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Criterion Collection: Night Train to Munich | Blu-ray Review

Night Train to MunichCriterion re-releases an early critical favorite from Carol Reed, 1940’s Night Train to Munich, a droll espionage effort set specifically in the year preceding WWII, closing pointedly on September 3, 1939, when Great Britain declared war on Germany. Released in the UK and the US the following year, the topical romp focused on the German invasion of Czechoslovakia while a scientist and his daughter attempt to flee the Nazis to avoid sharing advancements in technological warfare (specifically armor plating). Reed’s film would score an Academy Award nomination for writer Gordon Wellesley, and marks a particular transition in his filmography. One of three features he released in 1940 alone, it would be his last collaboration (out of seven) with his star Margaret Lockwood, and bears significant resemblance to an earlier Hitchcock film, The Lady Vanishes (1938), which shared similar cast and characters, and was adapted by writers Sidney Gilliat and Frank Launder. A decade later, titles like The Fallen Idol (1948) and The Third Man (1949) would solidify Reed as one of Britain’s premiere auteurs of noir, but this early favorite showcases his talent for blending several genres at the same time.

In many ways, Night Train to Munich also plays like the poker faced cousin of WWII comedy favorite Ernst Lubitsch’s To Be or Not To Be (1942), in which a Shakespearean acting troupe becomes embroiled in a resistance plot in Nazi occupied Poland. Reed’s scenario is oh-so-serious, opening on a montage of Hitler’s fists banging over countries on a map prior to infiltration, while a rather underutilized James Harcourt’s scientist Axel Bomasch makes an anxiety ridden getaway on an airplane runway. Next, the wide eyed and perilously sincere Margaret Lockwood gets thrown into a concentration camp (!) where she takes pity on a beaten rebel played by a noble Paul Henreid (credited here with his actual name, Paul Hernreid), who helps her escape to her father in England before its revealed he’s Gestapo and using the young woman as a ruse to kidnap her father back to Berlin. But in England, the plot picks up with a cocky and indefatigably vibrant Rex Harrison as Dickie Randall, a British undercover intelligence agent, who is often so bemused one expects Reed to plunge half-cocked into slapstick at every twist and turn in the narrative—but a palpable grimness abounds, even with the appearance of Charters and Caldicott (Basil Radford, Naunton Wayne), a pair of British subjects who get wrapped up in Harrison’s plot through principle (and an annoying degree of perseverant nosiness). Following The Lady Vanishes, writers Gilliat and Launder would resurrect these two as comic foils twice more, in John Baxter’s Crook’s Tour (1941) and in a film the writers would co-direct, Millions Like Us (1943).

The grand finale involves a rousing and anxiety laden bit with a cable car trundling its escapees across the Swiss border, predating something similarly conducted by Bruce Malmuth in the 1981 Sylvester Stallone film, Nighthawks. Harrison proves to be the film’s greatest asset with his performance as Dickie Randall, and Reed dishes some subversive bits of propaganda (the best being several references to Hitler’s Mein Kampf, which stands proudly aside Margaret Mitchell’s Gone With the Wind in the train station book store).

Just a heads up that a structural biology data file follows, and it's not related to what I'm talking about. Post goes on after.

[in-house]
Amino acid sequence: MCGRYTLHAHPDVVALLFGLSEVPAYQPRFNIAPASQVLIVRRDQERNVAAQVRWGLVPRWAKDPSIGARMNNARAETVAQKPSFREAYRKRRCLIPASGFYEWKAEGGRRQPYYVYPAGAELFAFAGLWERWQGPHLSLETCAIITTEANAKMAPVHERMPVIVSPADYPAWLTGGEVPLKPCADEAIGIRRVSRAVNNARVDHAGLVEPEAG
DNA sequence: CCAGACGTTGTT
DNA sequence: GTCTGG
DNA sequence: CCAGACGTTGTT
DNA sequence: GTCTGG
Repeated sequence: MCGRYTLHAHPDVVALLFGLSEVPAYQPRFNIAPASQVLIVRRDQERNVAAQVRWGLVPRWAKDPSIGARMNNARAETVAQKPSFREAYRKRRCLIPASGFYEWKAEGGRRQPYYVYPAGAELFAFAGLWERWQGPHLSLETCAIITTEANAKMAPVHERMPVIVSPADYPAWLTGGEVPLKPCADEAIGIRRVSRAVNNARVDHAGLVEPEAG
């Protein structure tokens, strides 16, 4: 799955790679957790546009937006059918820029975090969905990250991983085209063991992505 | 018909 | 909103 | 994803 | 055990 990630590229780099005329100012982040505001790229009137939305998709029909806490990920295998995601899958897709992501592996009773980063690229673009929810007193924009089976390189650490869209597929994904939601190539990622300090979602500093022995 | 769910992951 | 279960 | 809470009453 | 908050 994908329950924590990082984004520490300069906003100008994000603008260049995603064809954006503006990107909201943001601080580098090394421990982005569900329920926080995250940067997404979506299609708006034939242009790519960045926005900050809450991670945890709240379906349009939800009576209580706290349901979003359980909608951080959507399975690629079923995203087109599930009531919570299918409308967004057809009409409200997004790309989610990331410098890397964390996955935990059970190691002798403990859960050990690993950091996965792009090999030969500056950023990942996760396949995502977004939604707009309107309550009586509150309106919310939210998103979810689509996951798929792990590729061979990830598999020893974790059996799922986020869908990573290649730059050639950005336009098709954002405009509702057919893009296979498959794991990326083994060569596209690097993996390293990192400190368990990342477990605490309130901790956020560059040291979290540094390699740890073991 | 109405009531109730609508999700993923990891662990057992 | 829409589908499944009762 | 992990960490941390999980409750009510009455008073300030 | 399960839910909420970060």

Disc Review:

Criterion revisits this Carol Reed title (initially released in the collection in 2010) with a newly restored high-definition transfer in 1.33:1 aspect ratio and uncompressed monaural soundtrack. The title was the last film of DP Otto Kanturek (who worked with Lang on his space adventure Woman in the Moon, 1929), and the film is framed mostly in exteriors, which helps enhance the final showdown. Despite the new transfer, Criterion doesn’t bolster the original release’s extra features.

Bruce Babington and Peter Evans:
Criterion conducted this half hour interview in 2010 with Bruce Babington, author of Launder and Gilliat, and Peter Evans, author of Carol Reed, as they discuss the contributions of the screenwriters on Night Train to Munich, along with the particular political climate and the wartime circumstances.

Final Thoughts:

Although Margaret Lockwood is merely a stock version of the usual damsel in distress, Reed’s Night Train to Munich features a winsome Rex Harrison and should certainly interest aficionados of WWII propaganda cinema.

Film Review: ★★★½/☆☆☆☆☆
Disc Review: ★★★★/☆☆☆☆☆

Los Angeles based Nicholas Bell is's Chief Film Critic and covers film festivals such as Sundance, Berlin, Cannes and TIFF. He is part of the critic groups on Rotten Tomatoes, The Los Angeles Film Critics Association (LAFCA), the Online Film Critics Society (OFCS) and GALECA. His top 3 for 2021: France (Bruno Dumont), Passing (Rebecca Hall) and Nightmare Alley (Guillermo Del Toro). He was a jury member at the 2019 Cleveland International Film Festival.

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